images as a universal social media layout
Facebook has changed, Twitter has changed, and Pinterest is changing. There is a trend rapidly developing online across all these platforms: the rise of the visual card design. The decline of the banner ad has spurred on native advertising and the visual card format is the next stage of the visual web. Some examples include Etsy, Instagram, Pinterest, and Ebay.
The freshly designed Facebook layout in the past few weeks is a good example. Images appear larger and visually retain eye attention mid screen as you scroll down.
Each post appears in a self contained card with images taking prime position. Julie Zhua, Product Design Director at Facebook, reiterated the importance of images within the new design: “The new design we’re currently rolling out to everyone delivers richer and larger photos, videos, and statuses. It cleans up a lot of clutter.” Advertisements are appearing in native format with large images to maximise engagement. Even news sources are relying on images to generate user engagement. The New York Times post minimal text alongside a large image.
Previous data from Slate found many visitors do not scroll through an article but most will see all content on photo and video. The visual card format seeks to generate higher user engagement with the visually engaging impact of a photo. The impact of images to generate information is highlighted in an interesting article from Dustin Curtis. He claims the earlier Facebook design which maximised images on the News Feed was so effective that it was counter productive for the overall site performance. Users spent less time browsing the areas outside of the News Feed which in turn led to fewer advertising impressions. Whether or not that played a definitive factor in the new Facebook design, it is evident that Facebook has maintained the importance of images in their new design.
Twitter previously adopted a design to maximise images in tweets but further changes are coming. In last week’s Twitter Academy Webinar they revealed new Twitter cards for vines, images, and more. The design maximises images for optimal user engagement. Like Facebook, news stories and content will appear in brief text format with the image as the focal point. The design favours the high amount of Twitter users on mobiles. Twitter Lead Generation cards already tested the card design allowing advertisers to appeal to users in the native format.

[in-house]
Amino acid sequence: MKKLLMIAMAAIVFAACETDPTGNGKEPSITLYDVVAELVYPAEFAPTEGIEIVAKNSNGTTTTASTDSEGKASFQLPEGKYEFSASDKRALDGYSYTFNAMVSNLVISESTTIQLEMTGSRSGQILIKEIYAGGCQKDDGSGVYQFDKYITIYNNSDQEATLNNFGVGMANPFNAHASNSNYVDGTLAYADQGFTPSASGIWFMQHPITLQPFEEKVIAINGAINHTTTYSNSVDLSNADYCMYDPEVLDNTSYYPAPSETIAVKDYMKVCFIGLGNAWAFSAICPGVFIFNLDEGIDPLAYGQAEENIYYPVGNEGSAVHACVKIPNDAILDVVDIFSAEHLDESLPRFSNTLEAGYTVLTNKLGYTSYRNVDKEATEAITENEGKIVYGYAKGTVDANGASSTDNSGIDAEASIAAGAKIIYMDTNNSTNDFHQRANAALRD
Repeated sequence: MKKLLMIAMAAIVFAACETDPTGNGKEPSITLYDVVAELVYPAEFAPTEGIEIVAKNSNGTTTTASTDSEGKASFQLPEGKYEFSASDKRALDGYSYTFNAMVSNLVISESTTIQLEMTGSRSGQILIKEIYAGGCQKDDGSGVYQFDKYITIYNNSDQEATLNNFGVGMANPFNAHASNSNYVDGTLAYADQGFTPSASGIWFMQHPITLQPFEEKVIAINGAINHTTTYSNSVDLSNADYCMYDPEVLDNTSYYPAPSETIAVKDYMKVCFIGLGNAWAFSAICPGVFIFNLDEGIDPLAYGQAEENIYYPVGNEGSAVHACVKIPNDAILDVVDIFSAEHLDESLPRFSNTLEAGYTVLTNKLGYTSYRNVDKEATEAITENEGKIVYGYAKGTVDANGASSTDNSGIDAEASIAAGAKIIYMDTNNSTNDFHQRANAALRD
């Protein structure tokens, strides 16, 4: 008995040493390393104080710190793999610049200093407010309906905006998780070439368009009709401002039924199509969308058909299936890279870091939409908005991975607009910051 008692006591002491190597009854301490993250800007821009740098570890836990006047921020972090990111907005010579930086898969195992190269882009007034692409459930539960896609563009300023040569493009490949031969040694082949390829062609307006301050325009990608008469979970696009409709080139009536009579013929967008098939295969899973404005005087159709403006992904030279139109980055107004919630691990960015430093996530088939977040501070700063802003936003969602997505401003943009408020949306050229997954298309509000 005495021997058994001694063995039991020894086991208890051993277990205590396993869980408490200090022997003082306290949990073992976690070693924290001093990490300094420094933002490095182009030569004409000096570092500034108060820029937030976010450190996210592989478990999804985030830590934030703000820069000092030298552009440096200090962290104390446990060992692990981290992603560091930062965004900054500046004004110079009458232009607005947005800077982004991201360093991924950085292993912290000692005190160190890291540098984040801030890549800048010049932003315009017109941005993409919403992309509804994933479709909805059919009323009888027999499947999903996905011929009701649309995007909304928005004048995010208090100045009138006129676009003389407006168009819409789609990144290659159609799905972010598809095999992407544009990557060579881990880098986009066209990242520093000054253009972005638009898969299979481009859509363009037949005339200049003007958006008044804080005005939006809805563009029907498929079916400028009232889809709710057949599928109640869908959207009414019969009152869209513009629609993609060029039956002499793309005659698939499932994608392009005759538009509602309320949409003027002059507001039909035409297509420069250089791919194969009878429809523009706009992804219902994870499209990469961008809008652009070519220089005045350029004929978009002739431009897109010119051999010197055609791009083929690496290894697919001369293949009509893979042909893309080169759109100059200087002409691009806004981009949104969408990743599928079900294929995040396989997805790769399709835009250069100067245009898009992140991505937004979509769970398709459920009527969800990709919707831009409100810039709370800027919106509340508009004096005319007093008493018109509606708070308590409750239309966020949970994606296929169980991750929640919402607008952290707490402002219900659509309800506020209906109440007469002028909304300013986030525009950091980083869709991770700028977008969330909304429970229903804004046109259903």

Pinterest is set to introduce promoted pins for advertisers in the next few weeks. Pins will appear in native format within the visual Pinterest card. The visual card design was adopted by Pinterest from the outset but with more and more platforms across the web adopting the design, Pinterest’s growing success is not surprising. Instagram championed the visual card design and is at the forefront of the growth of the visual web. Like Pinterest, Instagram is due to introduce sponsored photo and video advertising. As Instagram is predominantly accessed via mobiles, the visual card design has been perfected for these devices. The growing visual card design model is reflective of the high amount of users who access these platforms from their mobile phones. Interestingly, the platforms that developed the visual card design first – Pinterest and Instagram – lapsed behind Facebook and Twitter in using advertising. Instead Facebook and Twitter adopted the visual card design from these other platforms and have undoubtedly influenced Pinterest and Instagram to embrace the potential of the engaging visual card design.
A mockup for the forthcoming Pinterest ads from Digiday. The red box will not be part of the design; it was used to single out the promoted pin within the designs.
From a design perspective the visual card optimizes a user’s experience as it is shaped for the demands of mobiles and tablets – swiping, flicking, tapping etc. From a performance perspective it optimizes engagement by allowing a reduction in text and a maximisation of image and visual forms. We previously highlighted the importance of images over text for engaging users. The visual impact of the visual card design will surely see the design featured more and more across the web. The next stage in the expansion of the visual web is ensuring the optimized engaging image is used on the visual card design. That is where we come in. Taggs understands the visual web. We have tracked its growth and expansion. We analyse the engagement of image content across the visual web. We both reveal current trends and pinpoint new ones. If you are unsure what image to use for your website, Instagram, Facebook, or anywhere across the web, we are certain. We use social data analysis to ensure you choose the image that will maximise your customers’ experiences.